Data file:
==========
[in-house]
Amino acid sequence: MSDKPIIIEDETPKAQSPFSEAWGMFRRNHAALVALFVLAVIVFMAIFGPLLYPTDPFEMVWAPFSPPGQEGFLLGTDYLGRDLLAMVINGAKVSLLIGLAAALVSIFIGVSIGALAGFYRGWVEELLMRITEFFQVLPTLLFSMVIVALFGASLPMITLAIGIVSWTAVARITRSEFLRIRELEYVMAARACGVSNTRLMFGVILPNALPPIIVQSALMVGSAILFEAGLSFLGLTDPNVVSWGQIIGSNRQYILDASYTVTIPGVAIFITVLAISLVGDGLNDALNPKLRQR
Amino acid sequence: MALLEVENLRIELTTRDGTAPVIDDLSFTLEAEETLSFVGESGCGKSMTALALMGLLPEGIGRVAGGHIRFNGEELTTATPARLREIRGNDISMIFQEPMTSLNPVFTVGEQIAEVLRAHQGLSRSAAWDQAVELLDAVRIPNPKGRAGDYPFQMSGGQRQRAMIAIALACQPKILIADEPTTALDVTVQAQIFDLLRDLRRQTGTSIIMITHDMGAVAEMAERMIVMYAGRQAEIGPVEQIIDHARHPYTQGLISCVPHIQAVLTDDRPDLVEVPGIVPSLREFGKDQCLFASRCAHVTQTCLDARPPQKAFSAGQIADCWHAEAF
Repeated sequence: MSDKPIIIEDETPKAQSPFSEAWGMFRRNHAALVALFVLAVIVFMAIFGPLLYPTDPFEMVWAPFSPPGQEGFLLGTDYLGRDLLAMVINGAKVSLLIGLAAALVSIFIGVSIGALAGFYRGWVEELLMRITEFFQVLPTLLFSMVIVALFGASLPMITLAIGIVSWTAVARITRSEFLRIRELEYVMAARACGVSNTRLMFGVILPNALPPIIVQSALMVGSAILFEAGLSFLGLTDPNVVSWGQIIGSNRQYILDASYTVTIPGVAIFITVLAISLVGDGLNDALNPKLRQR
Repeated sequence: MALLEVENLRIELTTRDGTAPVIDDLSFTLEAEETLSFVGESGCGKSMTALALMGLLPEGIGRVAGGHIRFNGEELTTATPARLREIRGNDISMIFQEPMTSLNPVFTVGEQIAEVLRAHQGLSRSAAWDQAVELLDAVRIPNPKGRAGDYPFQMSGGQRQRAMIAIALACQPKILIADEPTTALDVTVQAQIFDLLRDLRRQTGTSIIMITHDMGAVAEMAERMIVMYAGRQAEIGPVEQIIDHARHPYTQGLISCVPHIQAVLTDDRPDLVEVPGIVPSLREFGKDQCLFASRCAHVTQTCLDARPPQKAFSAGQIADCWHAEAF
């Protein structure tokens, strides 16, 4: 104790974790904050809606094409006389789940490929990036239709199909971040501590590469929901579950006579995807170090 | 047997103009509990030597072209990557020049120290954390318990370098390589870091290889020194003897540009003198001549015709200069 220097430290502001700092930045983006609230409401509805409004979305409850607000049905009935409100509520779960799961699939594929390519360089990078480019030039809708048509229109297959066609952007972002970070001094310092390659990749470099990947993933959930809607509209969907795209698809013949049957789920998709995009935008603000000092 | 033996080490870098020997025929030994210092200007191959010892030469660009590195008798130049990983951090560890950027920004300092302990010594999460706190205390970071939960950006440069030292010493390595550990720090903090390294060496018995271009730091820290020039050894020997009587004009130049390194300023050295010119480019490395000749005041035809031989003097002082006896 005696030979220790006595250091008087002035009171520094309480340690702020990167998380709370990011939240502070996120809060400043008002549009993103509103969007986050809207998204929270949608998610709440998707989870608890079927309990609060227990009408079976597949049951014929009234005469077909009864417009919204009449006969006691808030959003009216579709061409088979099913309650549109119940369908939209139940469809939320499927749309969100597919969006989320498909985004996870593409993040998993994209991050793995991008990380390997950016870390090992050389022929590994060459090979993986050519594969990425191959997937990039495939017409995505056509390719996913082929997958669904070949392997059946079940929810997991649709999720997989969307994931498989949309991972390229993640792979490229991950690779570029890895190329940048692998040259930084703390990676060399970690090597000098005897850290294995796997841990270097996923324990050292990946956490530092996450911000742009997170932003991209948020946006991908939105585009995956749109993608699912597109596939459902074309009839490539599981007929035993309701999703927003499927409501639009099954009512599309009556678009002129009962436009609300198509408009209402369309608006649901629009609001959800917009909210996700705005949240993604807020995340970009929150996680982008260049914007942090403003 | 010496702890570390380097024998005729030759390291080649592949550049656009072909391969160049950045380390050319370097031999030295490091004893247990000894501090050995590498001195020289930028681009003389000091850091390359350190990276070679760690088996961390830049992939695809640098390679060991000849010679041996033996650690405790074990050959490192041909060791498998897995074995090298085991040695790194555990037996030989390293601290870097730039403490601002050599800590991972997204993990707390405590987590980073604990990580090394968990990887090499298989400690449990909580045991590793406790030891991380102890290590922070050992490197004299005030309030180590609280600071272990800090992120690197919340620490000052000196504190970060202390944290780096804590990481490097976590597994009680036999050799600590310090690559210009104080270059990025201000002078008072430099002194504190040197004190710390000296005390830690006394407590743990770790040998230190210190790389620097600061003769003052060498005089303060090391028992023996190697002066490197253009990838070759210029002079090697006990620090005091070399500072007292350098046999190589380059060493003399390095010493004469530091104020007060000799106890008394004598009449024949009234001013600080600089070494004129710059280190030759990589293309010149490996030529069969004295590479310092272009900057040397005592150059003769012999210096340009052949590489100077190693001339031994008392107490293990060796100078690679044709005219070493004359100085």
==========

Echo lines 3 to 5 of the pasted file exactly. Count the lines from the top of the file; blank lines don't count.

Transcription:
Amino acid sequence: MALLEVENLRIELTTRDGTAPVIDDLSFTLEAEETLSFVGESGCGKSMTALALMGLLPEGIGRVAGGHIRFNGEELTTATPARLREIRGNDISMIFQEPMTSLNPVFTVGEQIAEVLRAHQGLSRSAAWDQAVELLDAVRIPNPKGRAGDYPFQMSGGQRQRAMIAIALACQPKILIADEPTTALDVTVQAQIFDLLRDLRRQTGTSIIMITHDMGAVAEMAERMIVMYAGRQAEIGPVEQIIDHARHPYTQGLISCVPHIQAVLTDDRPDLVEVPGIVPSLREFGKDQCLFASRCAHVTQTCLDARPPQKAFSAGQIADCWHAEAF
Repeated sequence: MSDKPIIIEDETPKAQSPFSEAWGMFRRNHAALVALFVLAVIVFMAIFGPLLYPTDPFEMVWAPFSPPGQEGFLLGTDYLGRDLLAMVINGAKVSLLIGLAAALVSIFIGVSIGALAGFYRGWVEELLMRITEFFQVLPTLLFSMVIVALFGASLPMITLAIGIVSWTAVARITRSEFLRIRELEYVMAARACGVSNTRLMFGVILPNALPPIIVQSALMVGSAILFEAGLSFLGLTDPNVVSWGQIIGSNRQYILDASYTVTIPGVAIFITVLAISLVGDGLNDALNPKLRQR
Repeated sequence: MALLEVENLRIELTTRDGTAPVIDDLSFTLEAEETLSFVGESGCGKSMTALALMGLLPEGIGRVAGGHIRFNGEELTTATPARLREIRGNDISMIFQEPMTSLNPVFTVGEQIAEVLRAHQGLSRSAAWDQAVELLDAVRIPNPKGRAGDYPFQMSGGQRQRAMIAIALACQPKILIADEPTTALDVTVQAQIFDLLRDLRRQTGTSIIMITHDMGAVAEMAERMIVMYAGRQAEIGPVEQIIDHARHPYTQGLISCVPHIQAVLTDDRPDLVEVPGIVPSLREFGKDQCLFASRCAHVTQTCLDARPPQKAFSAGQIADCWHAEAF